Is it safe to exercise when pregnant?
The answer is yes! If you have any concerns or reasons why you think you or your baby might be at risk during exercise then speak to a medical professional and they'll point you in the right direction.
The current evidence
The Royal College of Obstetricians and Gynaecologists (RCOG), The American College of Obstetricians and Gynaecologists (ACOG), the NHS and the National Institute for Health and Clinical Excellence (NICE) all recommend exercise for pregnant women.
Whether you begin exercising because you are pregnant or continuing your existing exercise plan, the NHS say that “all women should be encouraged to participate in aerobic and strength-conditioning exercise as part of a healthy lifestyle during their pregnancy”.
NICE confirm, “high intensity physical activity will not harm an expectant mum or her unborn child. At least 30 minutes per day of moderate intensity activity is recommended.” Be mindful that now isn't the time to go for a personal best; The NHS is keen to make clear that fitness goals in pregnancy should be related to maintaining fitness throughout pregnancy without trying to reach your peak.
Are there any health benefits to my baby if I exercise when pregnant?
The NHS Start 4 Life campaign recommends exercise when pregnant to reduce the risk of miscarriage and still birth. Moderate exercise it is not harmful to the foetus, nor does it increase the chances of an adverse pregnancy or neonatal outcomes. If you have any concerns or experience any abnormal discomfort when you exercise, seek medical advice.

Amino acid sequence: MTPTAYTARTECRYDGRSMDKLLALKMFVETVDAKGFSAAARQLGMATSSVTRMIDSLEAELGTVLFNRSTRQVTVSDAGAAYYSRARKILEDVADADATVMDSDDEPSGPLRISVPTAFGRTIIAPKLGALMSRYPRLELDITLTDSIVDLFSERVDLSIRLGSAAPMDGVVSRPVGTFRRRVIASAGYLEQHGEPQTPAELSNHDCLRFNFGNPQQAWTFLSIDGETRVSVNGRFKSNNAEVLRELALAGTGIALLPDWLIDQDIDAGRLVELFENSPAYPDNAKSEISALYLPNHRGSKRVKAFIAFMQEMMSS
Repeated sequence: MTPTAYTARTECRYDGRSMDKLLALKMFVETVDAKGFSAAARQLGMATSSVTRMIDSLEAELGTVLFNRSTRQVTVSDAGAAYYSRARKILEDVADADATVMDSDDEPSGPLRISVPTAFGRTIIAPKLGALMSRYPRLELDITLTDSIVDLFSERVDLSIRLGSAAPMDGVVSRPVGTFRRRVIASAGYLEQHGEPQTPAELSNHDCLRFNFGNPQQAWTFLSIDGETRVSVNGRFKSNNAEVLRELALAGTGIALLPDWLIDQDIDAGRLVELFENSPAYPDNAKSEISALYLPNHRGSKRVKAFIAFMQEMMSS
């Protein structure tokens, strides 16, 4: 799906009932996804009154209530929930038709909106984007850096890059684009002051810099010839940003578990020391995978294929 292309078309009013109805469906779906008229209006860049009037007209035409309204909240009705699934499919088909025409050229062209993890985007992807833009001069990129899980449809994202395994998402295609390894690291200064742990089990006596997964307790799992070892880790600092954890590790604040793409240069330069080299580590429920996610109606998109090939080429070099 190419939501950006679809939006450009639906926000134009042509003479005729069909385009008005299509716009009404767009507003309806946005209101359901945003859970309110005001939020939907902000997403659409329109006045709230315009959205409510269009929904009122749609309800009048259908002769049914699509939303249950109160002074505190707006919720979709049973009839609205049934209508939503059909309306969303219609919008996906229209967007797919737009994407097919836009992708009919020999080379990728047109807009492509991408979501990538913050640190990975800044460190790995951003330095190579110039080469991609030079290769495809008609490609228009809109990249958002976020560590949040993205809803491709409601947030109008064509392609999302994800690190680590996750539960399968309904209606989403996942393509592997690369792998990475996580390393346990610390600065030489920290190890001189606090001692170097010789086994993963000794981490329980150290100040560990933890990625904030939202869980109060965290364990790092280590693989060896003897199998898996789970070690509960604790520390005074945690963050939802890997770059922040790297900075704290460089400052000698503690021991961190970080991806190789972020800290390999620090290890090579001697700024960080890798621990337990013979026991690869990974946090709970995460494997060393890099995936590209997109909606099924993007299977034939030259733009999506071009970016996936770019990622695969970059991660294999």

Are there any health benefits to me if I exercise when pregnant?
The benefits to pregnant women of exercising are numerous and include:
- Reduced risk of preeclampsia
- Reduced risk of diabetes
- Improved labour
- Cardiovascular exercise not only increases stamina, but the stretches done in classes like yoga and pilates will prepare the hips and pelvic area for the labour. Breathing techniques taught in these classes can also help to relieve pain
- More energy
- Reduced stress
- Endorphins released during exercise lift our mood
- Improved sleep quality
- Expending energy during the day contributes to a more restful nights sleep
- Reduced back pain
- Improved bowel transit
- Alleviation of pain in joints
- Reduced risk of varicose veins
- Increased heartrate and contracting muscles result in better circulation and venous return
- Reduced risk of osteoporosis
- Running and other weight bearing exercises increases bone density. This ensures the body is more suited to supporting the weight gained during pregnancy.
- Higher bone density during pregnancy will reduce the impact of calcium loss which occurs during breast feeding